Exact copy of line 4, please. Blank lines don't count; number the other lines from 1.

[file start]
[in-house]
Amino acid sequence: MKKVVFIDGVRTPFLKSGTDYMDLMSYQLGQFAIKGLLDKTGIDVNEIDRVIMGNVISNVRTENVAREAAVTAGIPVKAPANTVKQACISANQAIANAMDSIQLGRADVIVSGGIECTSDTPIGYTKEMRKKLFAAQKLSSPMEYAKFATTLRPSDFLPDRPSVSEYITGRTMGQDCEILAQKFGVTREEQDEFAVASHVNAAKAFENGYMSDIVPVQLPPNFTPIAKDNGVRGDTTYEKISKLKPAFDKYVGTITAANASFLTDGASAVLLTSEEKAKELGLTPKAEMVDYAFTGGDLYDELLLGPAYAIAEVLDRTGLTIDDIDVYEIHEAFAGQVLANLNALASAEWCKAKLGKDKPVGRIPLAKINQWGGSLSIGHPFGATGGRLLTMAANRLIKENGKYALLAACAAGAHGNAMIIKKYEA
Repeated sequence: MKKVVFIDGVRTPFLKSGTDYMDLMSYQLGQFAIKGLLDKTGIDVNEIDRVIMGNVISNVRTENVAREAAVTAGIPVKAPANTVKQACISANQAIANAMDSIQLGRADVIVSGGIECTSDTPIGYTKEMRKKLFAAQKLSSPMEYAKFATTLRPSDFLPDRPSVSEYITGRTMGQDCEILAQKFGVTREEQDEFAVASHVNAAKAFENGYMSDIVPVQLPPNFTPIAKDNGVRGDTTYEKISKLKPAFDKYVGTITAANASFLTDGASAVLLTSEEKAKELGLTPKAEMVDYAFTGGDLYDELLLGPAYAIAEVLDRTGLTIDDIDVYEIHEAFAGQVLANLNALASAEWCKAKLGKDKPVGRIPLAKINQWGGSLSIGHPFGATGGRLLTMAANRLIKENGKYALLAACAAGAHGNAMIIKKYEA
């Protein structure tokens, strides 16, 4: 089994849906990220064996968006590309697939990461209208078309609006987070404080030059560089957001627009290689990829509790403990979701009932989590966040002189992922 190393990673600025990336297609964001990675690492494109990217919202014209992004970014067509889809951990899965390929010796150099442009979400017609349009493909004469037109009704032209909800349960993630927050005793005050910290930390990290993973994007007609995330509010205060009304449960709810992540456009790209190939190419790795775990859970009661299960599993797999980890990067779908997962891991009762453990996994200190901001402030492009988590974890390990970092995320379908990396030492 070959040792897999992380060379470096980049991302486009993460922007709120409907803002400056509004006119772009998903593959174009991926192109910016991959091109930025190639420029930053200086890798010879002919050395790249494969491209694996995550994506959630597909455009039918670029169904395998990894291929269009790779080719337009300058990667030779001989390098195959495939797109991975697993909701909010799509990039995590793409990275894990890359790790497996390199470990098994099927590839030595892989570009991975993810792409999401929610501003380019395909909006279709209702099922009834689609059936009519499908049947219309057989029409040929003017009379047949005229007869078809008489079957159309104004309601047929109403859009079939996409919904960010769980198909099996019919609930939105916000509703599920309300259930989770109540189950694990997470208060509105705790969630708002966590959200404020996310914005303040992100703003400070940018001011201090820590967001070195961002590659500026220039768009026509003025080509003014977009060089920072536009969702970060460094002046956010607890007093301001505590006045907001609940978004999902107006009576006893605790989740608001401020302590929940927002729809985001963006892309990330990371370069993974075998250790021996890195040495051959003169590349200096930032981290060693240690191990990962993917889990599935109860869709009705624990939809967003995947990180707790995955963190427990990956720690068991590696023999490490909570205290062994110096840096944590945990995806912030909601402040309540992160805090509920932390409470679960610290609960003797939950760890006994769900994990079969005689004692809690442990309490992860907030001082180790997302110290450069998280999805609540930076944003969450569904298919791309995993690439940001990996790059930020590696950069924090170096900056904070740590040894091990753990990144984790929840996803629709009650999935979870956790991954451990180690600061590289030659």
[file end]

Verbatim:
């Protein structure tokens, strides 16, 4: 089994849906990220064996968006590309697939990461209208078309609006987070404080030059560089957001627009290689990829509790403990979701009932989590966040002189992922 190393990673600025990336297609964001990675690492494109990217919202014209992004970014067509889809951990899965390929010796150099442009979400017609349009493909004469037109009704032209909800349960993630927050005793005050910290930390990290993973994007007609995330509010205060009304449960709810992540456009790209190939190419790795775990859970009661299960599993797999980890990067779908997962891991009762453990996994200190901001402030492009988590974890390990970092995320379908990396030492 070959040792897999992380060379470096980049991302486009993460922007709120409907803002400056509004006119772009998903593959174009991926192109910016991959091109930025190639420029930053200086890798010879002919050395790249494969491209694996995550994506959630597909455009039918670029169904395998990894291929269009790779080719337009300058990667030779001989390098195959495939797109991975697993909701909010799509990039995590793409990275894990890359790790497996390199470990098994099927590839030595892989570009991975993810792409999401929610501003380019395909909006279709209702099922009834689609059936009519499908049947219309057989029409040929003017009379047949005229007869078809008489079957159309104004309601047929109403859009079939996409919904960010769980198909099996019919609930939105916000509703599920309300259930989770109540189950694990997470208060509105705790969630708002966590959200404020996310914005303040992100703003400070940018001011201090820590967001070195961002590659500026220039768009026509003025080509003014977009060089920072536009969702970060460094002046956010607890007093301001505590006045907001609940978004999902107006009576006893605790989740608001401020302590929940927002729809985001963006892309990330990371370069993974075998250790021996890195040495051959003169590349200096930032981290060693240690191990990962993917889990599935109860869709009705624990939809967003995947990180707790995955963190427990990956720690068991590696023999490490909570205290062994110096840096944590945990995806912030909601402040309540992160805090509920932390409470679960610290609960003797939950760890006994769900994990079969005689004692809690442990309490992860907030001082180790997302110290450069998280999805609540930076944003969450569904298919791309995993690439940001990996790059930020590696950069924090170096900056904070740590040894091990753990990144984790929840996803629709009650999935979870956790991954451990180690600061590289030659």